Confession: Prior to meeting the young, passionate, and talented Tadeo Chua during the Sake Dinner held in YOI Poblacion, I knew nothing about what I thought to be sake.
As he sat and talked to me, however, I learned quite a few things: First, Tadeo’s age was clearly no indication of his depth of knowledge. He has spent some time in Japan in pursuit of the art of making rice wine (in an old school sensei/master way reminiscent of old Karate Kid movies), earning him the title of Sake Sommelier.
Secondly, I found out that the term sake that most people believed to be the earthy Japanese rice wine actually encompasses every alcoholic beverage in Japan (yes, that includes the famous Japanese whiskies and beer). According to Tadeo, “Japanese rice wine is really called Nihonshu (日本酒 ) which means Japanese alcohol, or Seishu (清酒 ), which means clear alcohol.”
Tadeo also walked me through the process of making “sake”:
- Rice Milling
- Rice Washing and Soaking
- Koji Making – Koji spores are a form of fungus which is spread onto steamed rice. This is the hardest part: The room where the fungus is allowed to propagate is kept at a specific temperature and humidity, and some tojis, or Master Brewers, sleep in koji rooms to make sure they get the results they want.
- Moto or Shubo Making – A simple way to think of this process is the beginning of making the yeast starter. This is, according to Tadeo, everyone’s favourite part. “When us kurabitos (brewery workers) and tojis come back for it after we leave it overnight and we hear the popping sounds the moto makes, you will definitely see smiles on our faces. It’s a little funny but it’s because at that point, you can’t really do much but to wait and hope the sake gods bless the mixture to make it work. The popping sound is a sign (that) it’s alive or it worked… That’s why it’s music to every kurabito’s ear. They even write poems (about) that.”
- Moromi Mixing – Moromi is the name for the fermenting mass made by mashing the shubo, steamed rice, koji, and water together.
- Pressing and Filtering
Tadeo also walked me through the different categories of Japanese rice wine (note: Very useful when buying sake from a store!). He said, “Unlike other drinks that are usually labeled by their profile, sake is labeled by the effort or resource put into it. There’s Futsushu, or table sake, where the rice polishing ratio* is higher than 70%. Then there’s the Junmai and Honjozo, where the rice polishing ratio is less than 70%. The only difference between the two is that they added distilled alcohol to the Honjozo. This gives Junmai, the purer version, a more bodied profile. On the next tier are Junmai Ginjo and Ginjo, with rice polishing ratio less than 60%. Ginjo, like Honjozo, have distilled alcohol added to it. On the highest tier are Junmai Daiginjo and Daiginjo, with rice polishing ratio less than 50%… Similarly, Daiginjo has distilled alcohol added to dilute its body, giving it a smoother texture.” In Japan, the sake categories without distilled alcohol added are deemed to be purer, and they tend to become more sought after.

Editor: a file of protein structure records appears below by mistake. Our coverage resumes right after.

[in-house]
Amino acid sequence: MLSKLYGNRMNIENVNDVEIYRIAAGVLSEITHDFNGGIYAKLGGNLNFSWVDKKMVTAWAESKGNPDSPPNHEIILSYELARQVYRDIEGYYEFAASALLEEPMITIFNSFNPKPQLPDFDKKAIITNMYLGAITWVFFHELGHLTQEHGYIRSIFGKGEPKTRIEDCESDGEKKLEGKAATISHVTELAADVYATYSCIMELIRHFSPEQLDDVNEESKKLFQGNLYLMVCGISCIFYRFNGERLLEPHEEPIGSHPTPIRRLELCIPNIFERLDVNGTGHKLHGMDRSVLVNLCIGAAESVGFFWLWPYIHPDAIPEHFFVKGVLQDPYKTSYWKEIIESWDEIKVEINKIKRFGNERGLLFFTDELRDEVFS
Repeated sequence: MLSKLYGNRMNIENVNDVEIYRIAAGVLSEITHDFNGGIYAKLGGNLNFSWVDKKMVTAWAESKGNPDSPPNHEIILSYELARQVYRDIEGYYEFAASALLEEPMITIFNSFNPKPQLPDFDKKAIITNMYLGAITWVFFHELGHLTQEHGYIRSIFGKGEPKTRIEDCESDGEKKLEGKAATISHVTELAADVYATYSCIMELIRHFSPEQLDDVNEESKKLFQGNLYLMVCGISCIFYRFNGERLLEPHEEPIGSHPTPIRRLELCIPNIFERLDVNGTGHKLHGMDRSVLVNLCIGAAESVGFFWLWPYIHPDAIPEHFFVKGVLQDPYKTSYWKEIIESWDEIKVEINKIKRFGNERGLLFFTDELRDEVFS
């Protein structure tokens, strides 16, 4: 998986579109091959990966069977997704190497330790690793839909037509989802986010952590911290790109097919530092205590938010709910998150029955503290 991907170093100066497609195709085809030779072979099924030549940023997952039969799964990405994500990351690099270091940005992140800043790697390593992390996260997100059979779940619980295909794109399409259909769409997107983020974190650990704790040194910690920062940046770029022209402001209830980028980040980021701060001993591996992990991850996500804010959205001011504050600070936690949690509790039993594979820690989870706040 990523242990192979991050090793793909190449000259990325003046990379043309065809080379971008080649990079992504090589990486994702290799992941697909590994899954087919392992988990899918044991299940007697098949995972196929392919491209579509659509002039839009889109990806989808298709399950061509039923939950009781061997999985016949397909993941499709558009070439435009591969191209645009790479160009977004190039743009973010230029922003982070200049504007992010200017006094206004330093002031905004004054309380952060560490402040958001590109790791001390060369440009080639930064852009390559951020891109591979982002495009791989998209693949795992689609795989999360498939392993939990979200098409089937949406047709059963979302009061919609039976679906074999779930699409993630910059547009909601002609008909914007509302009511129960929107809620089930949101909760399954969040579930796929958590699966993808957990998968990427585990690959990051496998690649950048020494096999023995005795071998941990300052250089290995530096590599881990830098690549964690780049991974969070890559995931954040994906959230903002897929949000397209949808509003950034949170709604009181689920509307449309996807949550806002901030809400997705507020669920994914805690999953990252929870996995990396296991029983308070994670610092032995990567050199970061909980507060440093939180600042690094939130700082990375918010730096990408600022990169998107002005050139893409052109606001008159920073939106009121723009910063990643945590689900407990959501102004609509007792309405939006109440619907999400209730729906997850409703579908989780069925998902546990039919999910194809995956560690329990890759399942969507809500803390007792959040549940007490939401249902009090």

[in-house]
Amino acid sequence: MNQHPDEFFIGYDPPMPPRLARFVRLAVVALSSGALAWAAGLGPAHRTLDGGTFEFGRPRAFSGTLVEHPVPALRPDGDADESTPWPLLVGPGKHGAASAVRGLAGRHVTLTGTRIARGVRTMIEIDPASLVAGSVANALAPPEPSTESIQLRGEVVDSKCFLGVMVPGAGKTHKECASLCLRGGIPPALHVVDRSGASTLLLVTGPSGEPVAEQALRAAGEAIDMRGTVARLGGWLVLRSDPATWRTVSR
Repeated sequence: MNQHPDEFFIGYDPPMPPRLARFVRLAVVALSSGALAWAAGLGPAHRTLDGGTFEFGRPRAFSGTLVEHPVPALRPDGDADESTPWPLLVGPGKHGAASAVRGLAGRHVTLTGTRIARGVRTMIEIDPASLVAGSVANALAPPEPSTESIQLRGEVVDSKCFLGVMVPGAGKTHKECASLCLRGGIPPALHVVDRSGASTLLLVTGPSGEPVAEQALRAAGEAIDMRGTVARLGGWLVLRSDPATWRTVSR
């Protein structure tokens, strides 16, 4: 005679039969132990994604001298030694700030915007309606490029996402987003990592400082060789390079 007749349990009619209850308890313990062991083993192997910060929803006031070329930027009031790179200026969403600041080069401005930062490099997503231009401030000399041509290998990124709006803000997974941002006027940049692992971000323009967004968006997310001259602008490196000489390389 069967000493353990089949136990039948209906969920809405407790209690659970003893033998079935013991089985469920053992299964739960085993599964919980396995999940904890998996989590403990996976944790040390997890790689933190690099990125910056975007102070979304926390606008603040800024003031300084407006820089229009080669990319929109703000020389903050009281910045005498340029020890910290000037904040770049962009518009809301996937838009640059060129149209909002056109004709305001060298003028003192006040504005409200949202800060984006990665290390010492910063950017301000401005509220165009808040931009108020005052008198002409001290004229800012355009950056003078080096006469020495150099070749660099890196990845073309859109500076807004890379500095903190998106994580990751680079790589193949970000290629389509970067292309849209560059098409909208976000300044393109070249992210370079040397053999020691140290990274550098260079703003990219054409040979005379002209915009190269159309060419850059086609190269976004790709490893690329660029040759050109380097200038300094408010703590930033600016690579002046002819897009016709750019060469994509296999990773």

The dinner was a nice illustration of what I’ve learned from Tadeo that night (with an added bonus of a little food and sake pairing). We started off with the Meijo Junmai Shu from the Hyogo Prefecture, a dry and bodied Junmai. Its body played off the texture of the Tako we had (an octopus with red paste). We moved on to the Ishichi Omachi from the Okayama Prefecture, categorised as a Nama Junmai Daiginjo (unpasteurised). Its notes of ripe pineapples, bananas, and green apples that give way to full bodied textures and sweet, fresh, and fruity flavours were magnificent with the complexity and richness of the Shrimp Coconut and Wasabi Bisque (also, this sake ended up being my favourite of the evening). We then had the Daimon 35 from the Osaka Prefecture, a Junmai Daiginjo (super premium, with 35% rice polishing ratio). The strong sweet and umami flavours were what I would call characterful, and went beautifully with the Fish and Liver Sushi Rice with Pickled Shiitake. Our last sake for the night was the Hakutsuru Kinkan from the Hyogo Prefecture, a full-bodied Junmai that held its own against the very rich Salmon with Ikura Yogurt and Spinach Uni Rice we had.
If all this is interesting, people could drop by YOI in Poblacion to learn more about sake (they have an Unli Sake Promotion every Tuesday and Wednesday, where for PHP700 per person, guests could enjoy unlimited servings of a curated sake selection), and try them with different delicious food items on their menu.
Bonus points for spotting Tadeo because he could really get even novices like myself to understand the world of sake.
*How rice polishing ratio works: The lower the polishing ratio, the more polished the rice and the better the starch extraction from the rice, making the sake more premium.
Special thanks to Sake Sommelier Tadeo Chua (note: This article was a collaboration between Tadeo and myself 😉 )
YOI is located in Fermina, 5579 Alfonso street, Poblacion, Makati